Elsewhere at the MLA, Horacio Chiong Rivero spoke on “Labyrinthine Narrative Fictions: Don Quixote's Madness in Sierra Morena.” The Division on Sixteenth- and Seventeenth-Century Spanish Prose and Poetry also organized a session entitled “Circa 1605: Exploring the Cervantine Moment,” presided over by Ronald E. Surtz. The papers presented were: “Post-Convivencia: Morisco and Converso Identity circa 1605” (Deborah S. Skolnik); “Another Look at Marriage Choice in Cervantes and Post Tridentine Spain” (Nancy Cushing-Daniels); and “Cervantes and the Metaphor of Perspective in Early Modern Europe” (Christina H. Lee).


CSA at the MLA: Business Meeting and Annual Reports

Business Meeting

1. It was decided that it is the policy of the Society not to endorse any publication, whether it is an edition, critical study, or translation. The Society will continue to announce the publication of such works when so informed.

2. The nominating committee for the up-coming election of regional delegates will be Dian Fox, Sherry Velasco, and Valery Hegstrom.

3. Daniel Eisenberg's second three-year term as editor of Cervantes ends in 2006. The Society recognizes Dr. Eisenberg's excellent work as editor, but encourages those members interested in serving as editor to address their interest to President James Parr. A committee comprised of the President, Vice-President Frederick De Armas, and Secretary/Treasurer Theresa Sears will consider the candidates and make a decision regarding the editorship well in advance of the end of the current editor's term.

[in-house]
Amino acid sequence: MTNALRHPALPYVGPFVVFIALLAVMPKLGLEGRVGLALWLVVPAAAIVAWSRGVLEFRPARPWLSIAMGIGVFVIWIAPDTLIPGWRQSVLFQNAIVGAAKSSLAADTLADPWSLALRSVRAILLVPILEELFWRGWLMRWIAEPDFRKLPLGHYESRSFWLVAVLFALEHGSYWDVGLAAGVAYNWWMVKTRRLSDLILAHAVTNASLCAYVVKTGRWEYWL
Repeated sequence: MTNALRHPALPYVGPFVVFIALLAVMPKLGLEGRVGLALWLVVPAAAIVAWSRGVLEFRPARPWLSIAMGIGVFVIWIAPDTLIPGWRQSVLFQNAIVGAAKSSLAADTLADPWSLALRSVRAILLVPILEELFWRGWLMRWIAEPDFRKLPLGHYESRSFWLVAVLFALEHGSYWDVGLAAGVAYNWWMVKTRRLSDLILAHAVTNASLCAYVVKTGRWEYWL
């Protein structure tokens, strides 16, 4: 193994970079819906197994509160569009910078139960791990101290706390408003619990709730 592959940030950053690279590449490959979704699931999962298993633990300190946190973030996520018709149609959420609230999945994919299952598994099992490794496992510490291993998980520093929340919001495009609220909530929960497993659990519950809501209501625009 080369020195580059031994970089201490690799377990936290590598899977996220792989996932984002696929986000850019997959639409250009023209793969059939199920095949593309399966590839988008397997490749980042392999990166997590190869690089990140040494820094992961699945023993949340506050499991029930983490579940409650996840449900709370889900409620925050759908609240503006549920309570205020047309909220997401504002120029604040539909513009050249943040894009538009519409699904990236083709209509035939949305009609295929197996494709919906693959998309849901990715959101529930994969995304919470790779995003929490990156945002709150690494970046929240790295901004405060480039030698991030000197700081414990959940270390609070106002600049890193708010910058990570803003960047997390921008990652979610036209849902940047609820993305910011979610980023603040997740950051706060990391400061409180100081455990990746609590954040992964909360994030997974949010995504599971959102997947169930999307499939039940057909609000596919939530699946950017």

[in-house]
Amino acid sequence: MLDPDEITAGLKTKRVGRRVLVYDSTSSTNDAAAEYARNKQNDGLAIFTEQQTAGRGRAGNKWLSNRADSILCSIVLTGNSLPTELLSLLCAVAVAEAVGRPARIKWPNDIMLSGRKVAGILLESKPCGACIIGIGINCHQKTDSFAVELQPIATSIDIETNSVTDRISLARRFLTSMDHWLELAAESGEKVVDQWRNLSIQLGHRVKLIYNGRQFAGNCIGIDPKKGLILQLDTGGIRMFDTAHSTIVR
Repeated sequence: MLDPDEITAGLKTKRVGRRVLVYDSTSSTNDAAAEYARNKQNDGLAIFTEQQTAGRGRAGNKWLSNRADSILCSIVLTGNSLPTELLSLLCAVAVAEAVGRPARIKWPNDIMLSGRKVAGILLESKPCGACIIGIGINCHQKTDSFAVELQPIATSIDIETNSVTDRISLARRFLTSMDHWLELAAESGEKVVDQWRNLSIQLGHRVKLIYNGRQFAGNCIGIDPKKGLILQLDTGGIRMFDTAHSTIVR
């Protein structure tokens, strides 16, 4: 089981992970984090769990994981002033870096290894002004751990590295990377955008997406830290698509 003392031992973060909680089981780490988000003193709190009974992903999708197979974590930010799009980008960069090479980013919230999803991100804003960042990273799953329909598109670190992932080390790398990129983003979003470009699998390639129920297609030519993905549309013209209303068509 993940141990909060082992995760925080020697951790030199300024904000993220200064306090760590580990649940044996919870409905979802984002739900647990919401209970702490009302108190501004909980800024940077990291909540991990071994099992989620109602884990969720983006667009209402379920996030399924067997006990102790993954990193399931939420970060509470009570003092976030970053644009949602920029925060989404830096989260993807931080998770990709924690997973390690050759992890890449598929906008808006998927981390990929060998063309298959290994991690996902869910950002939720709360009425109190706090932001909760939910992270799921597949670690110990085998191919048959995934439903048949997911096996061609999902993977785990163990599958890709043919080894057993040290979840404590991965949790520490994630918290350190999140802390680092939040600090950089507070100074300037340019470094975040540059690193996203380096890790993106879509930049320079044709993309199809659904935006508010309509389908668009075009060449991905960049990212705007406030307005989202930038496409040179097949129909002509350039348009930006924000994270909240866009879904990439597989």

4. The topic for the general session sponsored by the Cervantes Society of America at the 2005 MLA Convention (Washington, D.C.) will be “Don Quijote-1605.” Abstracts or completed papers should be sent to Professor Frederick De Armas (Dept. of Romance Languages and Literatures, University of Chicago, 1050 E. 59th St., Chicago, IL 60637; fdearmas@uchicago.edu) by March 1, 2005.

5. Cervantes XXIV, 1 has been published.

6. Based on previous experience, it was decided that it would not be practical at this time for the Society to compile an annual bibliography.

7. The Society accepted Cervantes editor Daniel Eisenberg's recommendation that the following reappointments be made: Fred Jehle as Managing Editor; Bill Clamurro as Book Review Editor; and Jaime Fernández, Edward Friedman, Franciso Rico, and George Shipley as Editorial Board members.

2004 Treasurer's Report  
 
Balance brought forward:
Checking:

$10,882.72

Savings:

$15,869.25

 
Income:
Checking:

$16,691.67

Savings:

$61.00

 
Expenditures:
     2003 MLA keynote speaker: 

$500.00